Glucocorticoid metabolism in proximal tubules modulates angiotensin II-induced electrolyte transport.

Published

Journal Article

The hormonal interactions that regulate electrolyte transport in the proximal tubule are complex and incompletely understood. Since endogenous glucocorticoids and angiotensin II each can affect electrolyte transport in this renal segment, we hypothesized that local metabolism of glucocorticoids by the enzyme 11beta-hydroxysteroid dehydrogenase (11beta-HSD) might alter the response to angiotensin II. Studies were conducted in cultured origin defective SV-40 transformed immortalized renal proximal tubule cells (IRPTC) derived from weanling Wistar rat kidney. The 11beta-HSD contained in these cells uses NADP+, has an apparent Km for corticosterone of 1.6 microM, but functions only as a dehydrogenase (corticosterone --> 11-dehydro-corticosterone). When mounted in modified Ussing chambers, IRPTC generate a transmembrane current, and angiotensin II (10 pM to 10 microM) increases this sodium-dependent current. Cells incubated with corticosterone (100 nM) and the 11beta-HSD inhibitor carbenoxolone (CBX) (1 microM) for 24 hr and then acutely stimulated with angiotensin (10 nM) show a greater rise in current than do cells exposed to corticosterone alone and stimulated with angiotensin (corticosterone + CBX: 64.2% +/- 20.5% vs. corticosterone: 18.8% +/- 5.9%; P < 0.02 at 180 min)[mean +/- SE percentage above baseline, n = 8/group]. Cells exposed to corticosterone (100 nM) or CBX (1 microM) alone for 24 hr and then stimulated with angiotensin II (10 nM) had responses similar to controls. Thus glucocorticoids can enhance angiotensin II-induced electrolyte transport in proximal tubule epithelial cells when local 11beta-HSD is inhibited.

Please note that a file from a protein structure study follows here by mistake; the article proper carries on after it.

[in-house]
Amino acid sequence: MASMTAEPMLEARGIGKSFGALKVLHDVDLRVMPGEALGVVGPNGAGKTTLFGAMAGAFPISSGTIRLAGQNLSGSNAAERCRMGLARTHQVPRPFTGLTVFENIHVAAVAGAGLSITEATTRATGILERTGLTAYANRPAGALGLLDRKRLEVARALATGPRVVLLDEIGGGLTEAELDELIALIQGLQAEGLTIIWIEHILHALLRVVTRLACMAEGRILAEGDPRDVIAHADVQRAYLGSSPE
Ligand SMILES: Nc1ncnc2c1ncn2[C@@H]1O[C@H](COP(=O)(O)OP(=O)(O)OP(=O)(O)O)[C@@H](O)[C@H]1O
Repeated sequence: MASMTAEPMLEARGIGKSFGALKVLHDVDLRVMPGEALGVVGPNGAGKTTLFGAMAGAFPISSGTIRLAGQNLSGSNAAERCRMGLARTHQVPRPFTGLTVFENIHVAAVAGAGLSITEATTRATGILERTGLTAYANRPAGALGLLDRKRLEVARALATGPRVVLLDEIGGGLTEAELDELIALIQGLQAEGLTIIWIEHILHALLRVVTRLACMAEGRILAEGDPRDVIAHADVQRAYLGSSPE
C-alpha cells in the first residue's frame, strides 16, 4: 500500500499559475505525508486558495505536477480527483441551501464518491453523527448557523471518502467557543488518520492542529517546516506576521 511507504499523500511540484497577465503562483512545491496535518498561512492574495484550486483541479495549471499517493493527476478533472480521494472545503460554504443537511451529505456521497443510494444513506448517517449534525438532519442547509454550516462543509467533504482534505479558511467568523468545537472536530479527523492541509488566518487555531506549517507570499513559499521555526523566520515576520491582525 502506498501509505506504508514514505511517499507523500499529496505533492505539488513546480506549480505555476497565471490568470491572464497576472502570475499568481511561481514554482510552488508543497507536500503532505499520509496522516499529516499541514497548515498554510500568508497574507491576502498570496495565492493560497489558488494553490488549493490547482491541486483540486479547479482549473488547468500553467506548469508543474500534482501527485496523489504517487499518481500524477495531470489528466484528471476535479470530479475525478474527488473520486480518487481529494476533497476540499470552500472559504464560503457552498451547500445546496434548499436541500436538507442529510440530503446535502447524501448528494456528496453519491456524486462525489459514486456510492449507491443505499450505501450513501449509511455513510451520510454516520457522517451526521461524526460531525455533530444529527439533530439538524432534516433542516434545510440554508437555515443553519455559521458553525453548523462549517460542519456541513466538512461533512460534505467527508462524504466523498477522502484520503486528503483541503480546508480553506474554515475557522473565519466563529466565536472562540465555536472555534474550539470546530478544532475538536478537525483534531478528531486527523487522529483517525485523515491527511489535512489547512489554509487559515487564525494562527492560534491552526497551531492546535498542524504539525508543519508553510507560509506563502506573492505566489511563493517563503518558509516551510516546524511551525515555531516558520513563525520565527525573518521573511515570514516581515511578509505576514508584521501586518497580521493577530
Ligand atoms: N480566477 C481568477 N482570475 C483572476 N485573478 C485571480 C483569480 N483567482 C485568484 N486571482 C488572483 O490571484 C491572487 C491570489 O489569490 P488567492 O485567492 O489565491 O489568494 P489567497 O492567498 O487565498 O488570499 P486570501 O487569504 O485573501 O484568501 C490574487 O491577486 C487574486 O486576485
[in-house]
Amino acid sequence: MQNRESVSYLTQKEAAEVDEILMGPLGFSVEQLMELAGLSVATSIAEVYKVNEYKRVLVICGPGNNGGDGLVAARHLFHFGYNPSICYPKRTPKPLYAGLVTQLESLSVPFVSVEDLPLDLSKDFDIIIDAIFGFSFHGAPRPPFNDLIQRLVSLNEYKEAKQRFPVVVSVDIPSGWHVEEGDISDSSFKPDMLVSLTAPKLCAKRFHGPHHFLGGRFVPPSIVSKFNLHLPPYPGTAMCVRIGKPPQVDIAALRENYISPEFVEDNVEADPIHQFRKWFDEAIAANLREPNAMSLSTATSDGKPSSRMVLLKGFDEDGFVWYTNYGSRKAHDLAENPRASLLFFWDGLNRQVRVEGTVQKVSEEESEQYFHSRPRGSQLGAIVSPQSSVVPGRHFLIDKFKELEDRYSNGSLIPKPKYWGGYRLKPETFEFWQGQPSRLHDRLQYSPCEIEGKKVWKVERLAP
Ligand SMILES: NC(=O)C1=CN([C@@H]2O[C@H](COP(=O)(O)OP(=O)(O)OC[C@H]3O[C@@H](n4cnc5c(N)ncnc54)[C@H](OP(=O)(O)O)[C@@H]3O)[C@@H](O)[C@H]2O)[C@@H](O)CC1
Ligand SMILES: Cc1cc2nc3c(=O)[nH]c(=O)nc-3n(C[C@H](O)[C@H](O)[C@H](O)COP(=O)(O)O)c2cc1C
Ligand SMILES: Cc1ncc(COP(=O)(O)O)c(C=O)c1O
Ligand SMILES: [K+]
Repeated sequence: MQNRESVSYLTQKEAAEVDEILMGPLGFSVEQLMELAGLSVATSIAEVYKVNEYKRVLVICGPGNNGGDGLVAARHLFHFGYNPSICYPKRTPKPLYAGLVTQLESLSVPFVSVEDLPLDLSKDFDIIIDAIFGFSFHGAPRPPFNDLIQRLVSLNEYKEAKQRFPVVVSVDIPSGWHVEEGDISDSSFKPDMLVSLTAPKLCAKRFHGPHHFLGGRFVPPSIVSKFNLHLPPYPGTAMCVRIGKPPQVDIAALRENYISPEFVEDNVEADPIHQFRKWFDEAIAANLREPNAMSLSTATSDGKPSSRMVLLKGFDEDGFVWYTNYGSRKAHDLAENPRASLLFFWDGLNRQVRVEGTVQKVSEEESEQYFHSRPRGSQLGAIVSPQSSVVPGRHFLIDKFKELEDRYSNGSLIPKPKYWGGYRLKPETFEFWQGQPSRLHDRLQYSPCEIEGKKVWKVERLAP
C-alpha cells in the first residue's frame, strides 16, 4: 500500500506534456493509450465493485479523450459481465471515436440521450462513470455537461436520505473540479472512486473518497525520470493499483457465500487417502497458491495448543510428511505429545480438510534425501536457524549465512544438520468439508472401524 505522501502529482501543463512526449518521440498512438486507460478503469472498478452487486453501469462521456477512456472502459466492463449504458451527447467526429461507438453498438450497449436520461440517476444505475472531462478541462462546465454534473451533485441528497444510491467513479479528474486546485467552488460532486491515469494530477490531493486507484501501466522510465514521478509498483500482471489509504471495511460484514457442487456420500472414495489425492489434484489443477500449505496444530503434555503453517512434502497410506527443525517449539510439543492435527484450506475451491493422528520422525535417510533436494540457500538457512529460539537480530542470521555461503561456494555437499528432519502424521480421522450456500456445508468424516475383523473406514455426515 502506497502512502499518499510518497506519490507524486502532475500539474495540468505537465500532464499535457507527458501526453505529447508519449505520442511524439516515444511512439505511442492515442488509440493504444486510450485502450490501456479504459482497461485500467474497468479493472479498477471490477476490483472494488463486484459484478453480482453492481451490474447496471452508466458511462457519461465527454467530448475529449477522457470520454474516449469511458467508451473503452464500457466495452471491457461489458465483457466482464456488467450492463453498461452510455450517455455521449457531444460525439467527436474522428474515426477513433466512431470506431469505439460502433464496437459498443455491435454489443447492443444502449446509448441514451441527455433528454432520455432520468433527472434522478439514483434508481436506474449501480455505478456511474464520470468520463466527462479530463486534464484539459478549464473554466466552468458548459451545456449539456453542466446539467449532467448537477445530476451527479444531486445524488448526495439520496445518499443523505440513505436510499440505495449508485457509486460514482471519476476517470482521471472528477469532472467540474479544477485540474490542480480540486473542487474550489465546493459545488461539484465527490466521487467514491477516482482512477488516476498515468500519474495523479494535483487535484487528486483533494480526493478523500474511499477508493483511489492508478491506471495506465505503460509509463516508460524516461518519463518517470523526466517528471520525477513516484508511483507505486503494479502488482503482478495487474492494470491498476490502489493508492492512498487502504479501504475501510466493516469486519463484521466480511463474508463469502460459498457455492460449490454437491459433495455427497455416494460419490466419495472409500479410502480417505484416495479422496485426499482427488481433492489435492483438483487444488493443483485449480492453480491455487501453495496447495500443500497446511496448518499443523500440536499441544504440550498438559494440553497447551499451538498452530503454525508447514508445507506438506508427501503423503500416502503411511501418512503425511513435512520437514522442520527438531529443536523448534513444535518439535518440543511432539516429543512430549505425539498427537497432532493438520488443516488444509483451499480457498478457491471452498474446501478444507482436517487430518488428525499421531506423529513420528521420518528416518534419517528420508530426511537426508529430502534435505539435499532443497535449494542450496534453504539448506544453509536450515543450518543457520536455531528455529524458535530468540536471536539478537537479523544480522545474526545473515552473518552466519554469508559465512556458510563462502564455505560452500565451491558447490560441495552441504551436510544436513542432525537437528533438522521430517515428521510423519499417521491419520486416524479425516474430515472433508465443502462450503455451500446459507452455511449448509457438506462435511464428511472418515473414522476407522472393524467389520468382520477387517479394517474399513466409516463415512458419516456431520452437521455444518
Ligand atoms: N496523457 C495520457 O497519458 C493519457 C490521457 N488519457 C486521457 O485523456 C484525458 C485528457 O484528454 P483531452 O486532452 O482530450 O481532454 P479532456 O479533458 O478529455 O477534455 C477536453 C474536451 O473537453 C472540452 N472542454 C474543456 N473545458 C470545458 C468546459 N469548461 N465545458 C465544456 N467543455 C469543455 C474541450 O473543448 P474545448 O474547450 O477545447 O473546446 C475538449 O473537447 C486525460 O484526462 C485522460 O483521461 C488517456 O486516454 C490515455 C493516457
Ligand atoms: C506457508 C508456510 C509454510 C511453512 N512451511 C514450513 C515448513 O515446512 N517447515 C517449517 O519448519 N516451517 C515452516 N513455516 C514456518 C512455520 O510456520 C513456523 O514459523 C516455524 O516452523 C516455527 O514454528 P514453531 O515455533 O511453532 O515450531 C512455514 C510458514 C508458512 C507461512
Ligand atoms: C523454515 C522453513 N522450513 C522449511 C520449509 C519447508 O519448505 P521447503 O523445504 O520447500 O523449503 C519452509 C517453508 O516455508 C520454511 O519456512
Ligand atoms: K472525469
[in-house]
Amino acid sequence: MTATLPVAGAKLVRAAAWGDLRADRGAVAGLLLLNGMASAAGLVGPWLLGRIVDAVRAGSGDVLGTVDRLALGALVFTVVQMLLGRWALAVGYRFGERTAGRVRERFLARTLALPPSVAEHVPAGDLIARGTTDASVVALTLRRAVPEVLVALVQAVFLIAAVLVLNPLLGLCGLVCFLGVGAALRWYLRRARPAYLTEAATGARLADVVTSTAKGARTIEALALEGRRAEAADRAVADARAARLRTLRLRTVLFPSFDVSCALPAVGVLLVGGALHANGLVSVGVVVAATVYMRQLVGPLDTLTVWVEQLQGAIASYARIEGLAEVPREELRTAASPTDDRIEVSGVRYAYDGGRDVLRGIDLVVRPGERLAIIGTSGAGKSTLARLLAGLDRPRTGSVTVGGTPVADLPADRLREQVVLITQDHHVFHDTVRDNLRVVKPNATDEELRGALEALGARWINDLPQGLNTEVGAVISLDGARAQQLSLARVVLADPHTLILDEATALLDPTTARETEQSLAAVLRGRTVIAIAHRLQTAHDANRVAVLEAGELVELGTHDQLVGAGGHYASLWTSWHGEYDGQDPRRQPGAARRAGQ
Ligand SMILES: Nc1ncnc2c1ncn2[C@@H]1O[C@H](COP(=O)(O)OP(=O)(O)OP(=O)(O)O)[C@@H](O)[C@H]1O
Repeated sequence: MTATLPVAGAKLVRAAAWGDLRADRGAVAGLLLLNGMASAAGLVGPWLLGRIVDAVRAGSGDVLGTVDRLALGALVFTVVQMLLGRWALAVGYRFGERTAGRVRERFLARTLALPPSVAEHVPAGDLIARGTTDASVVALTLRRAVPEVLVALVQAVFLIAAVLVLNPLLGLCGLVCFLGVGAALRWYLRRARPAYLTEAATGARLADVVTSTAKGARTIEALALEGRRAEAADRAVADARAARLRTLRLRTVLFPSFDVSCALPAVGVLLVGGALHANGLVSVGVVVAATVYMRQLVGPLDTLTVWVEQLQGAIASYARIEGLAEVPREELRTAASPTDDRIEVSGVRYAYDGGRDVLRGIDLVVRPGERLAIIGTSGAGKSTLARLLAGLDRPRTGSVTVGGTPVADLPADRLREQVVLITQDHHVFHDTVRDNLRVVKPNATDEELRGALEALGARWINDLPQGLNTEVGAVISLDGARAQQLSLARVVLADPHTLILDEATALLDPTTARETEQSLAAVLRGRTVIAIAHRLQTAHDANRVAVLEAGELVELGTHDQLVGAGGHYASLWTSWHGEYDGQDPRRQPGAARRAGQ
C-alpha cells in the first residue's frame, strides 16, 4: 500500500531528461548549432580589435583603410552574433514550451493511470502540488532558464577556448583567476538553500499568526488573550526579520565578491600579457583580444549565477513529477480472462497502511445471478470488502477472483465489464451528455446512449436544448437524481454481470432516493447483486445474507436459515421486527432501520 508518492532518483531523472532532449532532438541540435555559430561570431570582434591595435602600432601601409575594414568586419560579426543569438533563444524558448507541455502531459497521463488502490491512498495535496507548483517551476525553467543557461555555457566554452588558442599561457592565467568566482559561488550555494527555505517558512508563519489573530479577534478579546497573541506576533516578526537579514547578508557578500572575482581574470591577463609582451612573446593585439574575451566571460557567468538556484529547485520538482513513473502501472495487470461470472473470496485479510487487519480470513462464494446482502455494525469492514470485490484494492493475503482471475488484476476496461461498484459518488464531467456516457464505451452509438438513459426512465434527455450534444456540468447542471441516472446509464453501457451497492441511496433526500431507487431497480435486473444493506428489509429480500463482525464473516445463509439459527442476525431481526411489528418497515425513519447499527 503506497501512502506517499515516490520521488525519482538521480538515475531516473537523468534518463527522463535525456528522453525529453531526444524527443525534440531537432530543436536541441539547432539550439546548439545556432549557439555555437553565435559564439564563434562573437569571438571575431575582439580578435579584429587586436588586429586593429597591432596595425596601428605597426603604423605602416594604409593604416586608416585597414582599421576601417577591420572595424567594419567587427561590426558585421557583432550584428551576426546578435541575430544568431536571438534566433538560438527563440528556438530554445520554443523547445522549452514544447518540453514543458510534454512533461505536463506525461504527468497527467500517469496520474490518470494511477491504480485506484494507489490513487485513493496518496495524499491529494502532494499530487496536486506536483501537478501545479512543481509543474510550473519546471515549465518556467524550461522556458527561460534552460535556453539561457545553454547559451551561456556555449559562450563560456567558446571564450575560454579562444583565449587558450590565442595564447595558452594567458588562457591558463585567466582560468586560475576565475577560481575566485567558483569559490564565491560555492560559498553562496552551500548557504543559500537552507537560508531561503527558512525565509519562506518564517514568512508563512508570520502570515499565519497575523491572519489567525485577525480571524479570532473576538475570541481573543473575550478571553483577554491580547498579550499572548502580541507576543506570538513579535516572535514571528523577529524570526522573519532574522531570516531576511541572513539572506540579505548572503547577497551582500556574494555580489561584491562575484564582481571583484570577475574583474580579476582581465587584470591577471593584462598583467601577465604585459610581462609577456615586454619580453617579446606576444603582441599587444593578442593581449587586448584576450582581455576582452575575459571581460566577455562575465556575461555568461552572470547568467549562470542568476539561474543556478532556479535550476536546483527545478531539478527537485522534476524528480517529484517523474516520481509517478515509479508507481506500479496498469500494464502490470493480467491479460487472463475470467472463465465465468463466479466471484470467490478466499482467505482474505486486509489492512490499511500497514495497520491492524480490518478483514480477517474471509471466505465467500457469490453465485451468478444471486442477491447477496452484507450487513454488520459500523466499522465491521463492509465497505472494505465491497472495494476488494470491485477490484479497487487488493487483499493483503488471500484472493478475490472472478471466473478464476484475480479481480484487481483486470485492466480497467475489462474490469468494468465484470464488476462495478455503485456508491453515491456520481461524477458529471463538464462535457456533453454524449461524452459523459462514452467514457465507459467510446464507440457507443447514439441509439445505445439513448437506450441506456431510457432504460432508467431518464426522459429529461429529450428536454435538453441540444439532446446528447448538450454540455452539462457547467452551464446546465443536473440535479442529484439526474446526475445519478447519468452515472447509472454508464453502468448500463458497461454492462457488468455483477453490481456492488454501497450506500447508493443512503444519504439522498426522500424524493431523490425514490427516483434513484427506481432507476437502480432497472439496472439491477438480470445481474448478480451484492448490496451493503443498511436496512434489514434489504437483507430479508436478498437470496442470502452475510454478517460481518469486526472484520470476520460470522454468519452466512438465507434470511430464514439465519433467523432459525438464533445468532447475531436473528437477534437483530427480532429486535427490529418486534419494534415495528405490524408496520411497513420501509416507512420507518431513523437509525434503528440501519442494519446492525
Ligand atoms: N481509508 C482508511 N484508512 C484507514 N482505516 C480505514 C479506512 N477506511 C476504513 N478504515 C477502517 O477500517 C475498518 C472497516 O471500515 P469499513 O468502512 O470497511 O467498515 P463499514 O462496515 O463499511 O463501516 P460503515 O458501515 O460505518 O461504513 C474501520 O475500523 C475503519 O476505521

Full Text

Duke Authors

Cited Authors

  • Brem, AS; Bina, RB; Fitzpatrick, C; King, T; Tang, SS; Ingelfinger, JR

Published Date

  • June 1999

Published In

Volume / Issue

  • 221 / 2

Start / End Page

  • 111 - 117

PubMed ID

  • 10352121

Pubmed Central ID

  • 10352121

International Standard Serial Number (ISSN)

  • 0037-9727

Digital Object Identifier (DOI)

  • 10.1046/j.1525-1373.1999.d01-63.x

Language

  • eng

Conference Location

  • United States